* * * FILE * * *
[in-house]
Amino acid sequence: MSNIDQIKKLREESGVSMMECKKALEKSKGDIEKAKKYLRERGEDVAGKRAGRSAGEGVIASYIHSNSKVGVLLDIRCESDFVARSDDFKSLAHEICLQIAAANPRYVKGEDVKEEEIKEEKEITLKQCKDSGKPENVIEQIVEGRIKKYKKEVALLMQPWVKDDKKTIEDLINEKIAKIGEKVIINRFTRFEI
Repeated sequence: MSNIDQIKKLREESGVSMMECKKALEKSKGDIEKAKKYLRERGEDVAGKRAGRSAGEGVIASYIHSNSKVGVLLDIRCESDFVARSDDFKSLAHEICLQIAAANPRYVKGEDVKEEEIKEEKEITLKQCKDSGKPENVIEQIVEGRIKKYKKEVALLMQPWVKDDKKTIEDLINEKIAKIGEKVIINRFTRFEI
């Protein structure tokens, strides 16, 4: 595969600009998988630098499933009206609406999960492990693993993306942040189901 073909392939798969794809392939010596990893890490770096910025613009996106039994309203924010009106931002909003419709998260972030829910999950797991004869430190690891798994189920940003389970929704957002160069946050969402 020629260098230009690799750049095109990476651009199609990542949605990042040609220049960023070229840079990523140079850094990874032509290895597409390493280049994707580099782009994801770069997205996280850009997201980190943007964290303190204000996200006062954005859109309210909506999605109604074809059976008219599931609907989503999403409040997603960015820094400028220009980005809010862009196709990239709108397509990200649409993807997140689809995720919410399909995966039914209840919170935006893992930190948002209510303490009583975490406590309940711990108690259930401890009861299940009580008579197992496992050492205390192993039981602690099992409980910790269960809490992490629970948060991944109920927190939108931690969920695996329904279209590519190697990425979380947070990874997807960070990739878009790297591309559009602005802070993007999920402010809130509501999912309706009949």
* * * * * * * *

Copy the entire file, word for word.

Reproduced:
[in-house]
Amino acid sequence: MSNIDQIKKLREESGVSMMECKKALEKSKGDIEKAKKYLRERGEDVAGKRAGRSAGEGVIASYIHSNSKVGVLLDIRCESDFVARSDDFKSLAHEICLQIAAANPRYVKGEDVKEEEIKEEKEITLKQCKDSGKPENVIEQIVEGRIKKYKKEVALLMQPWVKDDKKTIEDLINEKIAKIGEKVIINRFTRFEI
Repeated sequence: MSNIDQIKKLREESGVSMMECKKALEKSKGDIEKAKKYLRERGEDVAGKRAGRSAGEGVIASYIHSNSKVGVLLDIRCESDFVARSDDFKSLAHEICLQIAAANPRYVKGEDVKEEEIKEEKEITLKQCKDSGKPENVIEQIVEGRIKKYKKEVALLMQPWVKDDKKTIEDLINEKIAKIGEKVIINRFTRFEI
């Protein structure tokens, strides 16, 4: 595969600009998988630098499933009206609406999960492990693993993306942040189901 073909392939798969794809392939010596990893890490770096910025613009996106039994309203924010009106931002909003419709998260972030829910999950797991004869430190690891798994189920940003389970929704957002160069946050969402 020629260098230009690799750049095109990476651009199609990542949605990042040609220049960023070229840079990523140079850094990874032509290895597409390493280049994707580099782009994801770069997205996280850009997201980190943007964290303190204000996200006062954005859109309210909506999605109604074809059976008219599931609907989503999403409040997603960015820094400028220009980005809010862009196709990239709108397509990200649409993807997140689809995720919410399909995966039914209840919170935006893992930190948002209510303490009583975490406590309940711990108690259930401890009861299940009580008579197992496992050492205390192993039981602690099992409980910790269960809490992490629970948060991944109920927190939108931690969920695996329904279209590519190697990425979380947070990874997807960070990739878009790297591309559009602005802070993007999920402010809130509501999912309706009949």